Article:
Review - Emerald City: fresh, tight and sparkling
Nadine Garner, Jason Klarwein and Rhys Muldoon
Directed By Sam Strong
Written By David Williamson
Season runs until February 29.Bookings www.qpac.com.au or 136 246
2020 marks 50 years of Queensland Theatre and also 50 years of writing by the esteemed David Williamson. 50 years is a long time. It might even seem like a veritable age upon looking back. However, it can also disappear within the blink of an eye.
When you combine both theatre and playwright it often, simply, makes magic. This time it was magic in the form of Emerald City, which opened last night to a full house at QPAC’s Playhouse theatre.
This particular dramady has been touted as Williamson’s ‘finest comedy’ and has been given a fresh look by Queensland’s premier theatre company. Queensland Theatre never seems to disappoint with fresh, tight and sparkling productions year after year. For five decades, in fact. The casting for Emerald City was on point.
Jason Klarwein, (Colin) Nadine Garner, (Kate) Rhys Muldoon, (Mike) and Megan Hind (Helen) all clashed delightfully in their tête-à-tête moments vying for power, money and fame. Ray Chong Nee (Malcolm) and Marg Downey (Elaine) were wonderfully cruel supporting characters that made some of the scenes with their witty repartees.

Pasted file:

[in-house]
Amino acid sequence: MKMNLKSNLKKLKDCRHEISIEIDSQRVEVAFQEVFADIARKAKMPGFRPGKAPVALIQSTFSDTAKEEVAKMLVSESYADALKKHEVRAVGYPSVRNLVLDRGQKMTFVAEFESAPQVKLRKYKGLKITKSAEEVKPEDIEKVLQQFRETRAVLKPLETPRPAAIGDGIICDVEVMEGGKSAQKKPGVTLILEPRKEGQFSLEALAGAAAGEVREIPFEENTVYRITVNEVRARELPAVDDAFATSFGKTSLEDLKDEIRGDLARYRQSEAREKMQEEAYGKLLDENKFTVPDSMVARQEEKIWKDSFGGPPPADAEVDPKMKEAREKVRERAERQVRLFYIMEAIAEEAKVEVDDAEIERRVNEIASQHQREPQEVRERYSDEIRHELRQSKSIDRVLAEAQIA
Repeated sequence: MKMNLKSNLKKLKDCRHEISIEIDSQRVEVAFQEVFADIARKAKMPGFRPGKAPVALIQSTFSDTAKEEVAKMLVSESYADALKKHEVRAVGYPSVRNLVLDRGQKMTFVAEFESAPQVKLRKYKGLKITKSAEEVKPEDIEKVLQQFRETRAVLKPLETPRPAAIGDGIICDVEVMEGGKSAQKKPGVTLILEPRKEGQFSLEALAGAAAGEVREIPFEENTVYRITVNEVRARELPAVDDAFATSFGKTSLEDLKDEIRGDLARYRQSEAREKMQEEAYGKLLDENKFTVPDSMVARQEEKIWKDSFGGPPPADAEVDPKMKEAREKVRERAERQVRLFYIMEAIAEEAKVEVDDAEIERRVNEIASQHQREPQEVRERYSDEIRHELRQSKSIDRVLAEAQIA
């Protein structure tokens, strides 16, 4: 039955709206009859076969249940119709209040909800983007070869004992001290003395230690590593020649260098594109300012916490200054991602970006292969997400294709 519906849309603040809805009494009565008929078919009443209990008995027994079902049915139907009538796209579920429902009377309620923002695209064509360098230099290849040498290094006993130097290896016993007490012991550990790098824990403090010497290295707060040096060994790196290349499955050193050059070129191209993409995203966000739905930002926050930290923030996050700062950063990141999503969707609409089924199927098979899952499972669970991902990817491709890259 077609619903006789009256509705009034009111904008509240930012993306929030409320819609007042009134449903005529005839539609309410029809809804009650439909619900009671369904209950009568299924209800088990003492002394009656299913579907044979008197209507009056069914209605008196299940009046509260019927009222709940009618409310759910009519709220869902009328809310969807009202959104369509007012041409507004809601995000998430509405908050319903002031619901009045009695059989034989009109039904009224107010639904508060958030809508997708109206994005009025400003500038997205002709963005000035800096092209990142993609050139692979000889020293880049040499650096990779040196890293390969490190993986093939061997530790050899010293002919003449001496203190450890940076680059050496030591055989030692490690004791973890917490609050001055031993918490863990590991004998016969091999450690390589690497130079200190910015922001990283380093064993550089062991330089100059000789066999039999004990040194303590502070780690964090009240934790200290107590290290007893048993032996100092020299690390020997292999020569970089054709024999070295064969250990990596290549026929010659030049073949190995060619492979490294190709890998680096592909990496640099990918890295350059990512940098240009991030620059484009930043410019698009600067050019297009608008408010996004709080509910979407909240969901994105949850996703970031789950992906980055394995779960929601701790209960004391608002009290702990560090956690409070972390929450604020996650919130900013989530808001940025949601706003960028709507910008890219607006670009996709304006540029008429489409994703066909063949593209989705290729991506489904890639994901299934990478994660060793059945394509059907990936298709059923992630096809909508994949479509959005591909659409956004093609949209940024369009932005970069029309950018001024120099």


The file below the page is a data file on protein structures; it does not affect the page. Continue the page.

Each and every scene seemed like a private look into the lives of a pastiche of someone real. That’s the mark of good theatre, to make the characters grow on you and seem so real. The story began wonderfully abruptly with Nadine Garner’s sharp and swift entrance that ended audience conversations mid-word.
However not all was glisteningly green in the land of Oz. Williamson’s touch of verve did seem to waver in the second act with the play and writing ending a bit flat but that did not detract from the production as a whole. It was a fitting tribute to a man who has devoted the majority of his life to art and the art of writing.
It was a special treat for the audience to have the man himself come up on stage for a few words during the actors’ final bows and David Williamson did not disappoint with a sweet dedication to his wife. What the audience took away from the evening was not just a good play to remember but also the memory of a man’s lasting legacy. Let’s hope for more to come.